Save Energy with Home Energy Retrofits

Implement Energy Efficient Retrofits to Your Home to Save Money

Home energy retrofits, especially during colder months, will result in energy savings and a smaller carbon footprint. Many energy efficient retrofits can be done on your own at a very low cost, making them an excellent investment. We’ve gathered together some of the best and most cost-effective retrofit options for ways to save energy in your home, which will help you save money and cut your carbon emissions.

 

Home energy retrofit – heating and cooling systems

Keeping the heat in when it counts is one of the most important ways to save energy in your home. The following home retrofit ideas will have you saving energy and cutting utility costs in no time:

  • Install a programmable thermostat: A thermostat that you can program for your schedule will help you reduce heating and cooling costs and could save you up to $180 every year (make sure to purchase an ENERGY STAR qualified thermostat).[1]
  • Weatherize windows and doors: An older home can really benefit from a window and door upgrade or weatherization with yearly energy savings. Calculate your potential benefits using this Home Energy Saver calculator.
  • Add low-e window film: This reflective film added to existing windows can seriously reduce both heating and cooling costs and is usually more affordable than replacing your windows and doors. These films can save you up to $21 annually on energy bills.[2]
  • Buy an efficient air conditioner: Old air conditioning units often work very inefficiently, so upgrading can produce big results. An air conditioner with a SEER rating of 9.0 to 12.0 can cut cooling costs by $27 annually.[2]
  • Upgrade your furnace: Upgrading your furnace to one with an AFUE rating of 0.50 to 0.96 can save you $215 on your annual heating bill.[2]
  • Add attic insulation: Most homes lose a great deal of energy out through their roofs because of inadequate attic insulation. Boost your attic insulation and you could save $100 on your heating and cooling bills every year.[2]
  • Insulate your basement: If your basement is a cold place, it could be stealing heat from your home. Add insulation in that space to save upwards of $60 annually on heating bills.[2]
  • Upgrade your skylight: Since heat rises, if you’re skylight is inefficient, it can let a lot of warmth escape your home. Upgrade it to an ENERGY STAR which will be up to 40% more energy efficient than standard models.[3]
  • Stop air drafts: Heat can escape through unsealed windows, electrical outlets, ducting, under doorways, and more. Putting a stop to the draft by sealing air leaks can be a very inexpensive retrofit that nets you some great energy savings, up to 20% on heating and cooling costs.[4]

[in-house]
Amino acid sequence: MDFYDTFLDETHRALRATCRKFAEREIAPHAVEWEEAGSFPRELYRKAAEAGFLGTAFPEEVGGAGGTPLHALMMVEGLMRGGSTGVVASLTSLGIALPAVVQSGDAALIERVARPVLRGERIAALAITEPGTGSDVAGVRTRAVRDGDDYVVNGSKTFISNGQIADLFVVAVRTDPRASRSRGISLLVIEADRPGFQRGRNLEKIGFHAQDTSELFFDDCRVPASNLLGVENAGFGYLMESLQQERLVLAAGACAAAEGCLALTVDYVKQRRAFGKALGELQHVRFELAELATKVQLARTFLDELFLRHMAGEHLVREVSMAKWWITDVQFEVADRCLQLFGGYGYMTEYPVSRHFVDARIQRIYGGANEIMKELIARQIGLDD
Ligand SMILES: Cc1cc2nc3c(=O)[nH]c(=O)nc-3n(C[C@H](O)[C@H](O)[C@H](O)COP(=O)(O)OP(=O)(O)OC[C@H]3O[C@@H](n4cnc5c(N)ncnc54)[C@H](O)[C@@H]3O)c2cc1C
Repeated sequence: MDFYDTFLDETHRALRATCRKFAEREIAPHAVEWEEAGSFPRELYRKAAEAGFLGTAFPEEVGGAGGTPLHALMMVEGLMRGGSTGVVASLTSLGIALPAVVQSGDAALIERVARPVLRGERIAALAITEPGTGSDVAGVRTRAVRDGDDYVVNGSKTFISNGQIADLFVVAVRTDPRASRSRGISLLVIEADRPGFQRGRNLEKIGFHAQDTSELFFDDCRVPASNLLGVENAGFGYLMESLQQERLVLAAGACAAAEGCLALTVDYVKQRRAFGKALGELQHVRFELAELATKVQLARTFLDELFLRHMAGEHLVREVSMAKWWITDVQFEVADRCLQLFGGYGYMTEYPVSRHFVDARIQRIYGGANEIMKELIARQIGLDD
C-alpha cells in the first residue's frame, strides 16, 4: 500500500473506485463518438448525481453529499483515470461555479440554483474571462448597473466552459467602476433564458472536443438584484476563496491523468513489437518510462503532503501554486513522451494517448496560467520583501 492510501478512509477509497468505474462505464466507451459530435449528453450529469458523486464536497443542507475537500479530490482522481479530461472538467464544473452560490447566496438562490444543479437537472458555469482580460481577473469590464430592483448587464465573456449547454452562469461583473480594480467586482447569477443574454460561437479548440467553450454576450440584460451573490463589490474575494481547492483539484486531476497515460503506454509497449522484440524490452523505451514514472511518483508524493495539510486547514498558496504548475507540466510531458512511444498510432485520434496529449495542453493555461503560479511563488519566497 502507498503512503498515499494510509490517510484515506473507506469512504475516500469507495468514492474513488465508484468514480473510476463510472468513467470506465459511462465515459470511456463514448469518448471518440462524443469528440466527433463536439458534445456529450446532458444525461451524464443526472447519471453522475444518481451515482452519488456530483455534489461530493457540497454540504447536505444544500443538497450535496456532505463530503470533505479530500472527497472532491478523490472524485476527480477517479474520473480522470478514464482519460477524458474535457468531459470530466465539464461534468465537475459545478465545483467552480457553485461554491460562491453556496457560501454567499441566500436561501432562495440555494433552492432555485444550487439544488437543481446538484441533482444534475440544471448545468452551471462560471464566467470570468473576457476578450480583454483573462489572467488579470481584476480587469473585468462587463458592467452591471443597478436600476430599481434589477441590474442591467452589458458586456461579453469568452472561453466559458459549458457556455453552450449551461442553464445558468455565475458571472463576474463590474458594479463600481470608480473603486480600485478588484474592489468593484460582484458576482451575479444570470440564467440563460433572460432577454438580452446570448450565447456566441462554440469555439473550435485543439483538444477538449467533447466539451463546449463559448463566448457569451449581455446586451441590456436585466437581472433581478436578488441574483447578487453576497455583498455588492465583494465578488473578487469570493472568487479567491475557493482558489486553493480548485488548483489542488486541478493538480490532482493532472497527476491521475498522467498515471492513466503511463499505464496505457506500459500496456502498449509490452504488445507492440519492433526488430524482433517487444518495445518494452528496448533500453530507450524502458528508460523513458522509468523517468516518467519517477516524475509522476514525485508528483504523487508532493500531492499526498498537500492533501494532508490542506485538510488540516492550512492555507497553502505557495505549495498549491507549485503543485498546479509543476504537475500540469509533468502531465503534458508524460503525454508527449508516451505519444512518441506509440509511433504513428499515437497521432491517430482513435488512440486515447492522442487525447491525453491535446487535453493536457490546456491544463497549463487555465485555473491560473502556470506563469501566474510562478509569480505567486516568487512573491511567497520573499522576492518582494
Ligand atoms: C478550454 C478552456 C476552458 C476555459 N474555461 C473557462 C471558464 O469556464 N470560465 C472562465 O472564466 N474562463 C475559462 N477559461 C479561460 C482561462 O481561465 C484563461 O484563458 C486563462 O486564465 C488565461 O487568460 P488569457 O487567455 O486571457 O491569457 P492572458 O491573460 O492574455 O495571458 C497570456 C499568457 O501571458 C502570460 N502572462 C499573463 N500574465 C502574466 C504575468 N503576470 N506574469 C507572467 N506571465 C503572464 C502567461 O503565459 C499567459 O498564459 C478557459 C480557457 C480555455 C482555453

Home energy retrofit - water heating systems

Our water heating systems can contribute big-time to heating bills and energy consumption. And since heating water means using energy, paying attention to these areas of your home will help to shrink your greenhouse gas emissions, too.

  • Fix plumbing leaks: A dripping faucet means wasted water, and if it’s heated water, then you’re wasting energy, too. If all Americans were to get a plumber in to fix their leaks, it could shave 14% off the nation’s water bill every year.[5]
  • Install low flow showerheads and faucet aerators: Like water leaks, a showerhead or faucet that uses too much hot water will cost you. Installing a low-flow showerhead and faucet aerator can cut $47 off of your annual heating costs, not to mention saving on water consumption costs.[2]
  • Install a tankless water heater: These appliances heat water only as you need it, thereby cutting the energy required to store heated water. They can lower your energy consumption by 10-20% annually.[6]
  • Insulate your water heater: This simple, inexpensive retrofit will cost about $20 but save that amount in energy costs in a couple of months, easily paying for itself. 
  • Insulate your ducts and pipes: This goes for hot water pipes and heating/cooling ducts alike as they can all lose a tremendous amount of heat if not properly insulated. When insulated, you stop the loss of up to 60% of the energy used to heat your air.[7]

Want to learn more ways to save energy? Check out these related articles Energy Efficient Cooling and Heating and Energy Efficient Windows. 






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References

1  Heat & Cool Efficiently. (n.d.). Retrieved January 15, 2011, from ENERGY STAR: http://www.energystar.gov/index.cfm?c=heat_cool.pr_hvac

2  Cool Citizens: Everyday Solutions to Climate Change: Household Solutions . (2002). Retrieved Januar 15, 2011, from Rocky Mountain Institute: http://www.rmi.org/rmi/Library/C02-12_CoolCitizensHouseholdSolutions

3  High-Performance Windows. (2000). Retrieved January 15, 2011, from US Environmental Protection Agency: http://www.energystar.gov/ia/new_homes/features/HighPerformanceWindows1-17-01.pdf

4  Air Seal and Insulate with ENERGY STAR. (n.d.). Retrieved January 15, 2011, from ENERGY STAR: http://www.energystar.gov/index.cfm?c=home_sealing.hm_improvement_sealing

5  Water on Tap: What you Need to Know. (n.d.). Retrieved January 15, 2011, from US Environmental Protection Agency: http://www.epa.gov/safewater/wot/pdfs/book_waterontap_full.pdf

6  ToolBase: Tankless Water Heaters. (n.d.). Retrieved January 15, 2011, from www.pathnet.org: http://www.toolbase.org/pdf/techinv/tanklesswaterheaters_techspec.pdf

7  Energy Savers Booklet. (n.d.). Retrieved Januar 15, 2011, from US Department of Energy: http://www1.eere.energy.gov/consumer/tips/pdfs/energy_savers.pdf

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